NASA Says Kepler Back Up and Running

     
     (CN) — NASA’s Kepler spacecraft has resumed its search for exoplanets after it went into emergency mode that could have jeopardized the entire mission, the craft’s mission manager said.
     It is unclear why the spacecraft went into emergency mode earlier this month.
     The Kepler team began working on fixing the issue after it was initially reported on April 8. NASA said on April 11 that the spacecraft was stable and the emergency had been resolved, and it resumed its mission at 11:30 a.m. ET on Friday.
     “The nature of the problem has indications of a transient event, which triggered a barrage of false alarms that eventually overwhelmed the system, placing Kepler in emergency mode,” Kepler mission manager Charlie Sobeck said in a statement. “Power-cycling the onboard computers and subsystems appears to have cleared the problem.”
     The Kepler spacecraft is currently on the K2 mission, collecting data to study supernova explosions, star formation and solar system bodies like comets and asteroids.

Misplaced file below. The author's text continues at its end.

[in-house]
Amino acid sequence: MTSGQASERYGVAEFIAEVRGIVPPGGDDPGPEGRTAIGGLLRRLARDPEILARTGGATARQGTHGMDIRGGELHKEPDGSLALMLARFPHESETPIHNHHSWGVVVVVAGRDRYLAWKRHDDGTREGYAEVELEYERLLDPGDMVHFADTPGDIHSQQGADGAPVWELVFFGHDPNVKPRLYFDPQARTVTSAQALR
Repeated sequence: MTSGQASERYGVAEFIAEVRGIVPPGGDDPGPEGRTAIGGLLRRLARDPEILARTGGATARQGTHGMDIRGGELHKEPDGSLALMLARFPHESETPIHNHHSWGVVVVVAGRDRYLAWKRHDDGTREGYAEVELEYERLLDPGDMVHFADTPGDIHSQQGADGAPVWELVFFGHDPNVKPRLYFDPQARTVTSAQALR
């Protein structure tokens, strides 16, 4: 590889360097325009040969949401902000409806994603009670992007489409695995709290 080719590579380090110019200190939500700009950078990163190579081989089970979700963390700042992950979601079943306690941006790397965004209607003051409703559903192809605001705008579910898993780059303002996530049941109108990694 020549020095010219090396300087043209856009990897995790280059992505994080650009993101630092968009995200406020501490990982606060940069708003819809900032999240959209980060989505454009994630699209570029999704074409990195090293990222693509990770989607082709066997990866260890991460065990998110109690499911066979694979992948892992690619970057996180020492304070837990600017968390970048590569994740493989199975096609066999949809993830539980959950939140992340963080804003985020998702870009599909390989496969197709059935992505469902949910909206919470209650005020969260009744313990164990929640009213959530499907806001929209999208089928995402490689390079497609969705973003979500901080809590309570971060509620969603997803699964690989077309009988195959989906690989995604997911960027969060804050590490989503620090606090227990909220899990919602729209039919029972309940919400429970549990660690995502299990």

Flight engineers based in Boulder, Colorado began the process of returning Kepler to its mission late on April 19, which involved a series of steps over the following two days that included reloading and confirming the pointing tables and science targets — instructions that tell the spacecraft where to look and at what.
     Kepler entered emergency mode 14 hours before it was scheduled to orient itself toward the center of the Milky Way galaxy. Unfortunately, emergency mode forces the spacecraft to burn more of its limited fuel supply.
     A new command sequence was created, tested and uploaded to account for the delay in the start to its Campaign 9 — a mission to find exoplanets, which are planets that orbit a star other than our sun — using a technique known as gravitational microlensing. The technique can be used to detect objects that range from the mass of a planet to the mass of a star, regardless of the light they emit.
     NASA engineers are examining a spectrum of data to determine the cause of the near shutdown.
     “The C9 observing period will conclude on July 1, when the galactic center is no longer in view from the vantage point of the spacecraft. K2 will then begin Campaign 10, which will proceed to investigate an entirely new set of interesting astrophysical targets,” Sobeck said.

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